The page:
The transition into adult care was very smooth. We had a meeting with Jo, our IBD nurse specialist first to go over the different aspects of doing it all myself, booking blood tests, sending stool samples in, and ordering repeat prescriptions and what I understood about my condition. Then we went in to see Dr. Butt and Dr. Smith from the adult team.

We had a couple of appointments like this. Dr. Smith was very nice and kind. It was easy because my Crohn's disease had been well under control for a while now, but it was a very sad farewell to Dr. Butt who has looked after me for the last 12 years. I think we all had a little teary moment. We found out a little while later that Dr. Butt has retired, I am glad I had left his care before he left. I think a new consultant would not have understood me like Dr. Butt did.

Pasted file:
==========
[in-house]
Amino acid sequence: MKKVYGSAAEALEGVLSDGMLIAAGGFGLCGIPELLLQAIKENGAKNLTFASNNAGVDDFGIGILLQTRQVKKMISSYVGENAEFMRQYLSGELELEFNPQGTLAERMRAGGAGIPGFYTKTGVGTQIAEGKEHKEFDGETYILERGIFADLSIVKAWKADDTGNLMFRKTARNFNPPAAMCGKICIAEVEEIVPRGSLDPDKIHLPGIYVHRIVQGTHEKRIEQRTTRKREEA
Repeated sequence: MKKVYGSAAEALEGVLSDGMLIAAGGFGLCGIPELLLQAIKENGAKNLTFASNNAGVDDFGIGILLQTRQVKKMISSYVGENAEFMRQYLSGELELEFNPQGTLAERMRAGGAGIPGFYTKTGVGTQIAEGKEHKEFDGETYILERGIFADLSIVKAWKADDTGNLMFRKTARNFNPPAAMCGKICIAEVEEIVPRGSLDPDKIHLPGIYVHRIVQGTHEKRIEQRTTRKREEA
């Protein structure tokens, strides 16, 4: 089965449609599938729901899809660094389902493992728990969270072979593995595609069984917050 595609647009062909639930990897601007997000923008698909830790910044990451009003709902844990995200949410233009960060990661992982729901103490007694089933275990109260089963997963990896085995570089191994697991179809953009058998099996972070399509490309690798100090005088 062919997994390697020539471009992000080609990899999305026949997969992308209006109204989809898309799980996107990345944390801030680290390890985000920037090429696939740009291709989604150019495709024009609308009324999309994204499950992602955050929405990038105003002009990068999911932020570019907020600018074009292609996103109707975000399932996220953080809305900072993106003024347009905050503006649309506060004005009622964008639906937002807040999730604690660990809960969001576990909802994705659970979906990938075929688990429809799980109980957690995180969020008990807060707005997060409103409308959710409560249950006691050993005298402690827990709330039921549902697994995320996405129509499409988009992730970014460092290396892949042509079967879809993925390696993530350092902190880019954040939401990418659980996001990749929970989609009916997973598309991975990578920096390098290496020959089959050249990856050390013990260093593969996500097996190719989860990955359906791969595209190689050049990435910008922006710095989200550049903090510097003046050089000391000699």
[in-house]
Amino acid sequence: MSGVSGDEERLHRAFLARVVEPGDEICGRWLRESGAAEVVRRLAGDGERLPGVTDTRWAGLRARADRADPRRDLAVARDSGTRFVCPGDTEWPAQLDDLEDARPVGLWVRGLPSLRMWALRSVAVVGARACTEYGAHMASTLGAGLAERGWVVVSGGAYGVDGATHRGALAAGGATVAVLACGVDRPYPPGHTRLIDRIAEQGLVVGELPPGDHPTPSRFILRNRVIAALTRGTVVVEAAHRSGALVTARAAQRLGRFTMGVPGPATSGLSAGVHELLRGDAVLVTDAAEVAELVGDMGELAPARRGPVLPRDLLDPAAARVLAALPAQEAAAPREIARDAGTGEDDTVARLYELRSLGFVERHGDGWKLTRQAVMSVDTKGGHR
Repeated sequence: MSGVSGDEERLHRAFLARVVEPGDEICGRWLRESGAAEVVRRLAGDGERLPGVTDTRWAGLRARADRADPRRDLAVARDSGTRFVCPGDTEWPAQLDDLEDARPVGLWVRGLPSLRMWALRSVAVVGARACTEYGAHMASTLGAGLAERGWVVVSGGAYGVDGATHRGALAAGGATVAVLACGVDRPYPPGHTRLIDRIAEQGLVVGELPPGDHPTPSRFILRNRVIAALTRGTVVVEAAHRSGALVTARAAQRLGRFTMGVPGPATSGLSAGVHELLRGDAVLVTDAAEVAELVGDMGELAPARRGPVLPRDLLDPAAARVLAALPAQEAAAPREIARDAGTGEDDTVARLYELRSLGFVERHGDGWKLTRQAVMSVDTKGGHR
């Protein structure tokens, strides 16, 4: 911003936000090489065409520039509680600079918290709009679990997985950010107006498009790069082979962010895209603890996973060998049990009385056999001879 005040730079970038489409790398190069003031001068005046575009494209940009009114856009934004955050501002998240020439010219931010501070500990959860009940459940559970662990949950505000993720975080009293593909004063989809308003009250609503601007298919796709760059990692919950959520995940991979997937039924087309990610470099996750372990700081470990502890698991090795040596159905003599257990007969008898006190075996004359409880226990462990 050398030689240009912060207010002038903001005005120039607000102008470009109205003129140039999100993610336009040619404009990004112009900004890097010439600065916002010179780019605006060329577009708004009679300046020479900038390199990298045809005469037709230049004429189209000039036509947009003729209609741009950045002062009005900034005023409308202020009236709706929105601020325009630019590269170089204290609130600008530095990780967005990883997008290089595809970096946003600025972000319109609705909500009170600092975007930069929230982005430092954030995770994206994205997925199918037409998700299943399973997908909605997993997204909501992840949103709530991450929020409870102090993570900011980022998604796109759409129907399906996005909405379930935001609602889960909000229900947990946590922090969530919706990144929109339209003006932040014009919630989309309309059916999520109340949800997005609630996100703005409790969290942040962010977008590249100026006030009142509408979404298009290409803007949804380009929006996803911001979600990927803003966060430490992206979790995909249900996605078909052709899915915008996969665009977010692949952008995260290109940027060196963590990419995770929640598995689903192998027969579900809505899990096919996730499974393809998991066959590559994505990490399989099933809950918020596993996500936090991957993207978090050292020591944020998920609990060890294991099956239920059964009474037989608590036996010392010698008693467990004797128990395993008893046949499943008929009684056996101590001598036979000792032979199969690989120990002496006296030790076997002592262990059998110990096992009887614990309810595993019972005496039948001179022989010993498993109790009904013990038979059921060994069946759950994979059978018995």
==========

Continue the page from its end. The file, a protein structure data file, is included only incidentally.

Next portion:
I'm going to university in September so we will see how well I can do on my own. I know mum has always got my back and will be there to help me. I am enjoying working, and going to the gym again. Sport is so good for your mental and physical well being and you CAN do it when you have Crohn's disease. Talk to your trainer and staff at the gym. They will help make a program for you around your condition.

I still stand by my comment “Don't let Crohn’s rule your life. Don't give into it. Keep fighting.”


Hi, I'm Tom and I was diagnosed with Crohn's disease when I was six-and-a-half years old.